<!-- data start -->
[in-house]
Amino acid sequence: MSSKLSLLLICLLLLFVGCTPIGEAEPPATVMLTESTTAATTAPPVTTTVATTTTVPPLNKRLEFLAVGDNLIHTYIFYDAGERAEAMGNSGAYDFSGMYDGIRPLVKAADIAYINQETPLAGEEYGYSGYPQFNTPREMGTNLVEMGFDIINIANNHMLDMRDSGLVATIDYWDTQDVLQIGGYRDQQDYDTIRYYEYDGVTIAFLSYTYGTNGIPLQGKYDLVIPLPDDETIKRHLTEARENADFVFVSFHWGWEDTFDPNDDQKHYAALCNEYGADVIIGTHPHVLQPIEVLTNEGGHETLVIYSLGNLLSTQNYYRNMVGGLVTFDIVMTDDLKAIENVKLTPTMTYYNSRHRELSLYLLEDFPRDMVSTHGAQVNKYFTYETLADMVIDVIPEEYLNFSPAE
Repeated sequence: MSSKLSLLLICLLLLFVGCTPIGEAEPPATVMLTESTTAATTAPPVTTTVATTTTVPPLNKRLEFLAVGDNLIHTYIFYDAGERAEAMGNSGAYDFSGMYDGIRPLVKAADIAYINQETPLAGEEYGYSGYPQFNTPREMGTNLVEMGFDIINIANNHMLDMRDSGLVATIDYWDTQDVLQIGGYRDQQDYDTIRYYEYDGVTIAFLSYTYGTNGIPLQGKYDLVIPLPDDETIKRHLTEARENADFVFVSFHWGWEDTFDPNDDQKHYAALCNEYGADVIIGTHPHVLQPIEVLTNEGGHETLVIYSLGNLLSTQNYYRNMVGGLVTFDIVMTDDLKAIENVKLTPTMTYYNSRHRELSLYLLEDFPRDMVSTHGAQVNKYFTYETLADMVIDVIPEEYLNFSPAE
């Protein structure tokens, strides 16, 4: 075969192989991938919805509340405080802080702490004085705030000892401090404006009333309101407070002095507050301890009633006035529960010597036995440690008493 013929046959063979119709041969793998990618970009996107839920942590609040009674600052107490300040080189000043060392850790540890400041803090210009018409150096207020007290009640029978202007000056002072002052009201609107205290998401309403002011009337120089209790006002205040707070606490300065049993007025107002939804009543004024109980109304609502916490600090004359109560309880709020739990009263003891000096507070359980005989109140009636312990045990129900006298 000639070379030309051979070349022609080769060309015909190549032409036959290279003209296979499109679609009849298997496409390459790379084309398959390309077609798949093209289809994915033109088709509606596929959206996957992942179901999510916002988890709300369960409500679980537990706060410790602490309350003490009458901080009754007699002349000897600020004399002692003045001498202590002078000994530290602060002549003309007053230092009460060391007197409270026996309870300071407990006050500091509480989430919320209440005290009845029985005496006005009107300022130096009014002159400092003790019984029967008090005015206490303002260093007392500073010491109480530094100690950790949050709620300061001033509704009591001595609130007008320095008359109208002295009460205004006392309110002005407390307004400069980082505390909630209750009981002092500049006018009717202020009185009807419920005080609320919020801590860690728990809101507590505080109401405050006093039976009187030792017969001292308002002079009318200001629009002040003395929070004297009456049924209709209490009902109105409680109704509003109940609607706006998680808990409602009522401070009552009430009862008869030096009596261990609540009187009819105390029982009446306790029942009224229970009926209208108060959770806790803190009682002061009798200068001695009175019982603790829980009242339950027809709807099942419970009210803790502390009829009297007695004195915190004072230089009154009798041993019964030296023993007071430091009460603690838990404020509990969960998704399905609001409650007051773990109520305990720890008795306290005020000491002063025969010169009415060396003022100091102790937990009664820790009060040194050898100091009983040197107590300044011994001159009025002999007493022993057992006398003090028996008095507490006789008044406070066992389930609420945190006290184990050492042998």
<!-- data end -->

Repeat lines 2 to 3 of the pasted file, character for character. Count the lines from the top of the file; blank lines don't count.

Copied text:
Amino acid sequence: MSSKLSLLLICLLLLFVGCTPIGEAEPPATVMLTESTTAATTAPPVTTTVATTTTVPPLNKRLEFLAVGDNLIHTYIFYDAGERAEAMGNSGAYDFSGMYDGIRPLVKAADIAYINQETPLAGEEYGYSGYPQFNTPREMGTNLVEMGFDIINIANNHMLDMRDSGLVATIDYWDTQDVLQIGGYRDQQDYDTIRYYEYDGVTIAFLSYTYGTNGIPLQGKYDLVIPLPDDETIKRHLTEARENADFVFVSFHWGWEDTFDPNDDQKHYAALCNEYGADVIIGTHPHVLQPIEVLTNEGGHETLVIYSLGNLLSTQNYYRNMVGGLVTFDIVMTDDLKAIENVKLTPTMTYYNSRHRELSLYLLEDFPRDMVSTHGAQVNKYFTYETLADMVIDVIPEEYLNFSPAE
Repeated sequence: MSSKLSLLLICLLLLFVGCTPIGEAEPPATVMLTESTTAATTAPPVTTTVATTTTVPPLNKRLEFLAVGDNLIHTYIFYDAGERAEAMGNSGAYDFSGMYDGIRPLVKAADIAYINQETPLAGEEYGYSGYPQFNTPREMGTNLVEMGFDIINIANNHMLDMRDSGLVATIDYWDTQDVLQIGGYRDQQDYDTIRYYEYDGVTIAFLSYTYGTNGIPLQGKYDLVIPLPDDETIKRHLTEARENADFVFVSFHWGWEDTFDPNDDQKHYAALCNEYGADVIIGTHPHVLQPIEVLTNEGGHETLVIYSLGNLLSTQNYYRNMVGGLVTFDIVMTDDLKAIENVKLTPTMTYYNSRHRELSLYLLEDFPRDMVSTHGAQVNKYFTYETLADMVIDVIPEEYLNFSPAE